AFGRI is a leading agricultural services and processing company with a core focus on grain commodities. Martin Maugustini, the Country Manager AFGRI Uganda gave East African Business Week’s Sharon Kyatusiimire some background to about their company’s operations in Uganda.
AFGRI Uganda is described as an agri-services group and has a presence in northern Uganda which is touted as a future national food basket. What is your footprint in the region and what do you do?
AFGRI Uganda is a grain management and processing company. We have also diversified into agricultural mechanization and grain store fumigation services.
We have had an excellent two-year relationship with northern Uganda and among several collaborations have trained more than 9,000 small holder farmers in Acholi sub-region on how to improve their access to markets, how to reduce post-harvest losses. And that is just the beginning.
We believe in not only the potential of northern Uganda but of the country’s farmers growing agriculture to a prolific commercial level.
This is actually the right time for investment. There are a lot of opportunities to pursue. We have been in Uganda since July 2013.
Why not exploit the more developed agriculture sector in south west Uganda?
We intend to develop grain store sites nationwide, in the grain zones to reach our target capacity of storing 400,000 tonnes.
So far, we have four sites in operation: two in the north and two in the central region with a combined capacity of 60,000 tonnes.
Northern Uganda is still recovering from a long destructive war, what is AFGRI offering to complement government’s efforts?
Apart from our core business which is grain trading, we have also introduced mechanisation services in northern Uganda targeting large, medium and small-scale farmers.
On average, a hectare of land yields 1.5 tonnes only due to the nature of poor farming practices by small holder farmers while in developed countries it is more than six tonnes per hectare.
We are sure that with the introduction of our modern yet simple farming practices, farmers in Northern Uganda will see their yields improve as well as their quality.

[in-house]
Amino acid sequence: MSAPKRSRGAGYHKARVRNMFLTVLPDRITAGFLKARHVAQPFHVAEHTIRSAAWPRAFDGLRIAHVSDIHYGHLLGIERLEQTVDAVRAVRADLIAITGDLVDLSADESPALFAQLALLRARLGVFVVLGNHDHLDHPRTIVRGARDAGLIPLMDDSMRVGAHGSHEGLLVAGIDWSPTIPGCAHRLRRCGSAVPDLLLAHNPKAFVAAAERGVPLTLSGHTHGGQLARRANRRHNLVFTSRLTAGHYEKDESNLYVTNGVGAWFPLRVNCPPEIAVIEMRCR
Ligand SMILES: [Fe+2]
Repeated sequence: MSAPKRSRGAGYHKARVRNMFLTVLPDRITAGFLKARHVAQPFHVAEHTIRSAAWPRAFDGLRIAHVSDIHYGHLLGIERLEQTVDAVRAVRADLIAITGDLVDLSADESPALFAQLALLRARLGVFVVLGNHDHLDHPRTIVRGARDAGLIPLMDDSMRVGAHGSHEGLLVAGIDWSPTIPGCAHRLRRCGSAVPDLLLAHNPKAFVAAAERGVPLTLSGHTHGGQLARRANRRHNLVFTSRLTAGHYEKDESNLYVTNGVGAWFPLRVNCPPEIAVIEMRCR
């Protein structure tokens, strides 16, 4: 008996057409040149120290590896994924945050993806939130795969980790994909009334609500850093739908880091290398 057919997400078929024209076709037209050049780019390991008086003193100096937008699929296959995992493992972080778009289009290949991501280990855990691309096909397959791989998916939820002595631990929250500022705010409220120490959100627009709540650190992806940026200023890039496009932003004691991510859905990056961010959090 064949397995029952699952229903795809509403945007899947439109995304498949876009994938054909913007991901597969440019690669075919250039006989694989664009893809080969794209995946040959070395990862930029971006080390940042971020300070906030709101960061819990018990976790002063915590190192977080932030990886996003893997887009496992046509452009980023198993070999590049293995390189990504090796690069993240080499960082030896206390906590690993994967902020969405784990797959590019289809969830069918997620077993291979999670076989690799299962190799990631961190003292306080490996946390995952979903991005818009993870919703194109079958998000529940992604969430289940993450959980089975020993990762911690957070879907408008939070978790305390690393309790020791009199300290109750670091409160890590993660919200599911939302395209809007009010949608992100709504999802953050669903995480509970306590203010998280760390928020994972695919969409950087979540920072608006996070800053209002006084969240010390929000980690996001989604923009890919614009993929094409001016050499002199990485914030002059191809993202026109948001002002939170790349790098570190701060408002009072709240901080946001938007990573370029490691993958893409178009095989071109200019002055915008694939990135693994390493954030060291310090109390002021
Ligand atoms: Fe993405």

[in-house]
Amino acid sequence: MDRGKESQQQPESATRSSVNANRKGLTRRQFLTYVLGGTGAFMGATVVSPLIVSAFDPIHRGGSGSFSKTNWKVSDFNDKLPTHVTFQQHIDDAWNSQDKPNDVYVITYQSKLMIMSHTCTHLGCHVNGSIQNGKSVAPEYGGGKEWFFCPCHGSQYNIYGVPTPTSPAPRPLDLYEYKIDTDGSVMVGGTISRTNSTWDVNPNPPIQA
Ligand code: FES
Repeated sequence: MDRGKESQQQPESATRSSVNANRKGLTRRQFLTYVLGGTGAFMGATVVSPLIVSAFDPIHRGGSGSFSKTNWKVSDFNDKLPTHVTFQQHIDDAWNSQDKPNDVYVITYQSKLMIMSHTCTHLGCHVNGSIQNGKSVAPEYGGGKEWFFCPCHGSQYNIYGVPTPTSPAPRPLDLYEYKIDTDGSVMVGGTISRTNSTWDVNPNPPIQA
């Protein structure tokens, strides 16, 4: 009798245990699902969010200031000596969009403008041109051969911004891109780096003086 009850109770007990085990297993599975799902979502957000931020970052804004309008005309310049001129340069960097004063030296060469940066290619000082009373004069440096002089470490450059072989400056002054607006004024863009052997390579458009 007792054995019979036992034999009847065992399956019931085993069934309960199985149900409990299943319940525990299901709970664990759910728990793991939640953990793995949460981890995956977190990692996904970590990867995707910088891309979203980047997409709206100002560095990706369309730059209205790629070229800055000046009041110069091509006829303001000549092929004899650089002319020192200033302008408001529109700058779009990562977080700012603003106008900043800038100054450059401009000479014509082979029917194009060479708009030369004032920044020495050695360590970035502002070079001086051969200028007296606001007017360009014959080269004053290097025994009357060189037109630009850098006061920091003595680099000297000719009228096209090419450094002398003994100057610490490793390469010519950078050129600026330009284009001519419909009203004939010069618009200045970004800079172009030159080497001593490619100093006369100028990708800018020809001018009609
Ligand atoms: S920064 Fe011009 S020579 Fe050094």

Could you please give us some insight into the AFGRI-African Exchange (AFEX) partnership and what advantages Ugandans should expect from it?
Since we are not part of AFEX which is based in Kigali, I would rather talk about the upcoming Uganda National Commodity Exchange (UNCE) that will be revitalised and launched in a few weeks’ time by the President Museveni.
We are excited about this new initiative to promote warehousing generally, run a trading floor as well as operate as a regulatory body.
We hope that enforcement mechanisms will be in place so all value chain actors will operate in a formalized agricultural sector.
Do you see the electronic warehouse receipt system as a concept Ugandans will quickly take up?
Yes, the system has made progress and is easily adaptable although some bottlenecks need to be ironed out.
For small-scale farmers, who are prone to selling ungraded, un-dried grain to passing traders at much the same price as the dried grain they will get, putting crops in stores will be a challenge.
The grain sector should try to replicate what they are doing in the coffee sector in terms of enforcing quality from small holders.
Uganda, like many countries in the region has inadequate post-handling infrastructure and limited money to pay for improvements, how does AFGRI intend to help out being a private company and basically motivated by profit?
We are putting emphasis on quality differentiated pricing with incentives being given to serious and committed farmers who produce good quality maize.
We support small-scale Ugandan farmers in market creation and post-harvest loss management and intend to create a vibrant rural supply grain trade that will enable rural farmers benefit maximally from their produce.
Where else in Africa does AFGRI operate?
Apart from South Africa where we have been since 1923, we have footprints in all corners of Africa and in many other countries in years to come – in fact, our aim is to be present in almost every single country on the continent provided there is an accommodative investment climate.
AFGRI’s vision is focused on ensuring food security for the African continent.